In a case that rocked Kalamazoo, Michigan, a local woman who helped people file their tax returns, has been found guilt of 27 individual cases of felony tax fraud. It took the U.S. District Court in Grand Rapids to hear the case.
The court decided that 39 year old Fontrice Lenee Charles knowingly entered false information into tax returns which insured that her clients received larger reimbursements from the IRS than they would have if the paperwork had been filed properly. She ran this scam from 2011 through 2014.
At the time, Charles was operating a tax preparation company called #1 Tax Lady.
Each of Charles 27 convictions carries a 5 year maximum in prison though so far the judge who oversaw the case hasn’t handled the sentencing.
During the trial, the prosecution explained to the jury that Charles managed to file 967 different tax returns with inaccurate information which resulted in her collecting $4 million in improper refunds for herself and her clients.
The Justice Department issued a press release stating, “the jury also found Charles guilty of filing her own false tax returns for 2010 and 2011. These returns were false because they did not report the income that Charles earned as a result of her fraudulent tax preparation activity, and because she claimed a deceased person as a dependent.”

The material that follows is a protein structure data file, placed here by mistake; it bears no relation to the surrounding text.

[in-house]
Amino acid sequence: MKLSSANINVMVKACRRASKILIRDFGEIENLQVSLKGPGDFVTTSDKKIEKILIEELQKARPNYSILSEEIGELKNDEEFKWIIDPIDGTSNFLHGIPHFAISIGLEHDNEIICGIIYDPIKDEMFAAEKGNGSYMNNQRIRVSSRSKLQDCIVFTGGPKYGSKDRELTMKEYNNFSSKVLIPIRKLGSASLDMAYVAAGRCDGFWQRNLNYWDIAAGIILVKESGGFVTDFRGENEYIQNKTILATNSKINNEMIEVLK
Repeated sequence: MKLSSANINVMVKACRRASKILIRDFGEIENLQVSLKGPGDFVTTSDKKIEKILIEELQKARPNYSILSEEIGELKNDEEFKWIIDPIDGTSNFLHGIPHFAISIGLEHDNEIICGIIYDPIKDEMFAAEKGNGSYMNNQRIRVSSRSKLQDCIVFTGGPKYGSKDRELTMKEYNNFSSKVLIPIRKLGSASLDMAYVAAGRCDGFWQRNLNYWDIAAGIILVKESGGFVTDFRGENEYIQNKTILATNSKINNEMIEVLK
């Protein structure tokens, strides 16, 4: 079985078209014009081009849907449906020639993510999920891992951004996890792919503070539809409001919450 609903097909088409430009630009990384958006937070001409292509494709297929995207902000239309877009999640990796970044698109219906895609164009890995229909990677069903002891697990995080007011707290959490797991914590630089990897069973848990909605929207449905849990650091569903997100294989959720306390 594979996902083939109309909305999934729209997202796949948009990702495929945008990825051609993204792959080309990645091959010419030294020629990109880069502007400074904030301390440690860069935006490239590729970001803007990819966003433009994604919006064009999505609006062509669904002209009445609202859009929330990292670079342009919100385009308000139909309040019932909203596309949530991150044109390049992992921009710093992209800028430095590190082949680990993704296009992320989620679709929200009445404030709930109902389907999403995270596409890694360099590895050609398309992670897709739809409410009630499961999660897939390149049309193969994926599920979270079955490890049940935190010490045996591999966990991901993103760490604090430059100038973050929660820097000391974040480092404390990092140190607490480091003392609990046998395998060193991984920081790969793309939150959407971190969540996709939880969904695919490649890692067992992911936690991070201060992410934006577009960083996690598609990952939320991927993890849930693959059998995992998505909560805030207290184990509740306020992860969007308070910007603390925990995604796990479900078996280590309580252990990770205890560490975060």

The trouble that some Americans encounter is that they trust their tax preparer is doing things properly and they fail to take the time to read over the return before it’s been filed, or simply don’t realize that some of the information is wrong. The government recently launched a study where they sent secret shoppers to different tax preparers. Only 11% of the completed tax returns contained accurate information. The mistakes on the rest of the tax returns were as low a $52 and as high as $3,718.
In the case of Fontrice Lenee Charles, the fraud was knowingly committed, but there have also been many situations where the preparer simply made a mistake. In many instances, the IRS doesn’t notice the mistake, while in others, a red flag is raised and the tax payer finds themselves being audited.
Don’t assume that just because the person who prepared your taxes made a mistake that it means you don’t have to worry about the IRS. As far as the IRS is concerned, it’s your problem so they’re going to come after you.
If you had your taxes professionally prepared and have learned that the IRS is now stating that you suddenly owe back taxes, the best thing you can do for yourself is to contact an experienced tax attorney and explain the situation. Don’t try to correct the issue yourself. Not only will the tax attorney make communicating with the IRS smoother, but the tax attorney will also prove that it was the preparer who made the error and that you knew nothing about it, and help negotiate a settlement with the IRS.